He will likely still experience intermittent pain flare ups, but should be capable of reasonable physical activity.  He will learn to avoid certain recreational activities and certain types of work activities in order to manage his pains and by doing so should have reasonable pain control.

As I have noted earlier, (the Plaintiff) had pain in his back prior to the collision and would have had it in the future if the collision had not occurred, but his motor vehicle injuries have increased his susceptibility to back pain and made that back pain worse when it occurs.  I assess (the Plaintiff’s) claim for general damages for pain and suffering which has been and will be caused by his motor vehicle injuries above and beyond that which he would have had had he not been so injured at $40,000.

$40,000 Pain and Suffering for "Very Unique' Ankle Injury

Reasons for judgement were released today awarding a Plaintiff a total of$71,060.06 as a result of personal injuries which were caused by a 2004 BC car crash.
This was a left-turn intersection case involving a semi-truck and a mini-van. The semi truck turned left in front of the mini-van at an intersection causing a collision. The Plaintiff was a passenger in the mini-van. She ‘braced herself (for the collision) by holding the sides of the seat and placing her feet on the dash’.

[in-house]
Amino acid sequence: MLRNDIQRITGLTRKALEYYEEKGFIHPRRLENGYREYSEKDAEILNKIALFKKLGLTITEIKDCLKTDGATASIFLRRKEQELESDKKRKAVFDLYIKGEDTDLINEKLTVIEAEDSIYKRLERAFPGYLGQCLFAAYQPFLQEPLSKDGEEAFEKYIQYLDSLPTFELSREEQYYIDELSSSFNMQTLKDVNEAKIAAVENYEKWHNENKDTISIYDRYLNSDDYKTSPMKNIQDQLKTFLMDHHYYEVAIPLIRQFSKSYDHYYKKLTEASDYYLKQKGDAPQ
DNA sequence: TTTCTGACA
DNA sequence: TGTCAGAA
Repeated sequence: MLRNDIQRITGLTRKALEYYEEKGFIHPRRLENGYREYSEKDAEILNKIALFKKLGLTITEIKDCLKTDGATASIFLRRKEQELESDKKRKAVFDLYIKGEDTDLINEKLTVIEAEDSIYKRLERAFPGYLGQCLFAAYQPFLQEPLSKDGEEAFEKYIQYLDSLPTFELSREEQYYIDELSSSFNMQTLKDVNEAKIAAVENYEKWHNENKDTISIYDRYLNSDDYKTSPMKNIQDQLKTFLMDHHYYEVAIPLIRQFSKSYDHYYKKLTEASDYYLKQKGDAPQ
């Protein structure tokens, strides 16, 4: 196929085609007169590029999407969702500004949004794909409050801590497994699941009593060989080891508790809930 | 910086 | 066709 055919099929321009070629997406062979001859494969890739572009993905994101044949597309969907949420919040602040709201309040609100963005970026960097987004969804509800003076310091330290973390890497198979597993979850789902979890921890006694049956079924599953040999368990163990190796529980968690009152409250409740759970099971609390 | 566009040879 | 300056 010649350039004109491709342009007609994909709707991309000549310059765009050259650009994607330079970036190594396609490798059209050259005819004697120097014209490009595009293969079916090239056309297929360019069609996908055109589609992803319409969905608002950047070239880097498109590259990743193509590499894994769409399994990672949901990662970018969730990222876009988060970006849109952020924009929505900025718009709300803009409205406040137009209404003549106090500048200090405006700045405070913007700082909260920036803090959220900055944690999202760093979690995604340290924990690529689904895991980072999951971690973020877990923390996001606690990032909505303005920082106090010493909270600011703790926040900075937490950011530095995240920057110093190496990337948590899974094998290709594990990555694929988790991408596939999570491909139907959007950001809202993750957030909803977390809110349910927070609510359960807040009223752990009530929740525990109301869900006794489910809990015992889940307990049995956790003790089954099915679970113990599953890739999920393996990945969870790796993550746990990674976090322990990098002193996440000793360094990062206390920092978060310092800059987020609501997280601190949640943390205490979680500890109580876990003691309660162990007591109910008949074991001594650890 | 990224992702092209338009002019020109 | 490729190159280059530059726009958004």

Fault for the accident was admitted. The issue at trial was the extent of the injuries sustained and their value.
The court concluded that the Plaintiff suffered from soft tissue injuries to her neck back and jaw which ‘had all effectively cleared up within some 6-7 months after the accident‘.
The Plaintiff also suffered injuries to her knee and ankles which ‘progressed to the point where she could return to work in July, 2005‘. The exact nature of these injuries were ‘bilateral ankle bone contusions and patellofemoral discomfort‘. The court found that these injuries were chronic and that ‘she will have continuing pain from time-to-time (in her ankle) of more likely on a diminishing basis‘.
The court awarded $40,000 for non-pecuniary damages (pain and suffering).
This case focused largely on credibility. The court concluded that the plaintiff ‘has exaggerated her ongoing pain’. This case is worth reviewing for anyone advancing an ICBC injury claim as an example of how BC courts deal with the credibility (truthfulness) of a witness.
Here the court found that the Plaintiff was not truthful when describing the extent of her pain and that she misled the court when addressing past wage loss.
Specifically, the court found that:

[56] Following the adjournment of the trial to October, it became clear from the evidence led by the defence from West Jet’s representatives and employment records that the plaintiff’s position on picking up shifts was not true. In fact, the employment records in evidence confirm that the plaintiff began picking up more work than she was scheduled within a month of returning to regular hours of employment in July of 2005. From the evidence of the West Jet supervisor the plaintiff could routinely work 30 hours a week or less simply by working the hours that she was scheduled but it is clear from the employment records she chose to work more than 40 hours per week by picking up shifts from fellow agents following her return to work in July 2005 and commencing in August 2005.

[57] From a review of her employment records relating to her employment before the accident it became crystal clear that since she began working at West Jet Ms. Polson has routinely lobbied her fellow agents for more work as evidenced from commentary in work reviews directed to her in 2005 and 2006.